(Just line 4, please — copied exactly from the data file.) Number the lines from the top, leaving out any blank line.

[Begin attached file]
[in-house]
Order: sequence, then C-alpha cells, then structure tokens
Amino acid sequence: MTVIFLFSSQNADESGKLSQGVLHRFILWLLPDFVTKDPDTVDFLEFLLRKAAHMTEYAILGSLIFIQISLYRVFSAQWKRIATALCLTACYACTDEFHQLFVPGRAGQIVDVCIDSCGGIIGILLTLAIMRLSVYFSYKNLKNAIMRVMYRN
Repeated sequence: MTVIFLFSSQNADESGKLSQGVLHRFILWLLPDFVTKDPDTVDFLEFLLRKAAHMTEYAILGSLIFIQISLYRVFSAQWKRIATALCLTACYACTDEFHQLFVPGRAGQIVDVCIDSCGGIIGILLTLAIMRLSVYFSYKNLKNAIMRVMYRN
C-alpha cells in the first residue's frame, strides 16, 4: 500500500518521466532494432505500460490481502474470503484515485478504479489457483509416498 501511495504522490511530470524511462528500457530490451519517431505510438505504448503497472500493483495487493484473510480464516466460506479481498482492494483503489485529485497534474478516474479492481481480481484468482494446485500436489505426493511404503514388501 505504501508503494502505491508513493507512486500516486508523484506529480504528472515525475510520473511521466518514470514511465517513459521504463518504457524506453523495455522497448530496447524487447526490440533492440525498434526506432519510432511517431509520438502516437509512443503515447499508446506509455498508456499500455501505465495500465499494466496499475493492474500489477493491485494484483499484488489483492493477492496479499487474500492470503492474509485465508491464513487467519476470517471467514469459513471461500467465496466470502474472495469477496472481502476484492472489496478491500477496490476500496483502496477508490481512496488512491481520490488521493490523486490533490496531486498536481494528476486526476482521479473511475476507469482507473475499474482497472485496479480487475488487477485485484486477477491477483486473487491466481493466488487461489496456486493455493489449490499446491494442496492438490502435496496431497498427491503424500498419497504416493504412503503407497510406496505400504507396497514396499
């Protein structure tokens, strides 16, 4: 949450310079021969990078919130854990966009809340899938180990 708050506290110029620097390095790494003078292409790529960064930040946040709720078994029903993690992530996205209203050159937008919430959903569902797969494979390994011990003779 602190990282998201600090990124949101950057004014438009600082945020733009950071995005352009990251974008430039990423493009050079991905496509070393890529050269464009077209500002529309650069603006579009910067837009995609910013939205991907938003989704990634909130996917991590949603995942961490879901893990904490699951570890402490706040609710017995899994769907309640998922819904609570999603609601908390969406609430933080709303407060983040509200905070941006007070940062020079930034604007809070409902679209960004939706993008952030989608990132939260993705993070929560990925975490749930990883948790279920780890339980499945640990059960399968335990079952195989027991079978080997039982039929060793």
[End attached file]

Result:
Repeated sequence: MTVIFLFSSQNADESGKLSQGVLHRFILWLLPDFVTKDPDTVDFLEFLLRKAAHMTEYAILGSLIFIQISLYRVFSAQWKRIATALCLTACYACTDEFHQLFVPGRAGQIVDVCIDSCGGIIGILLTLAIMRLSVYFSYKNLKNAIMRVMYRN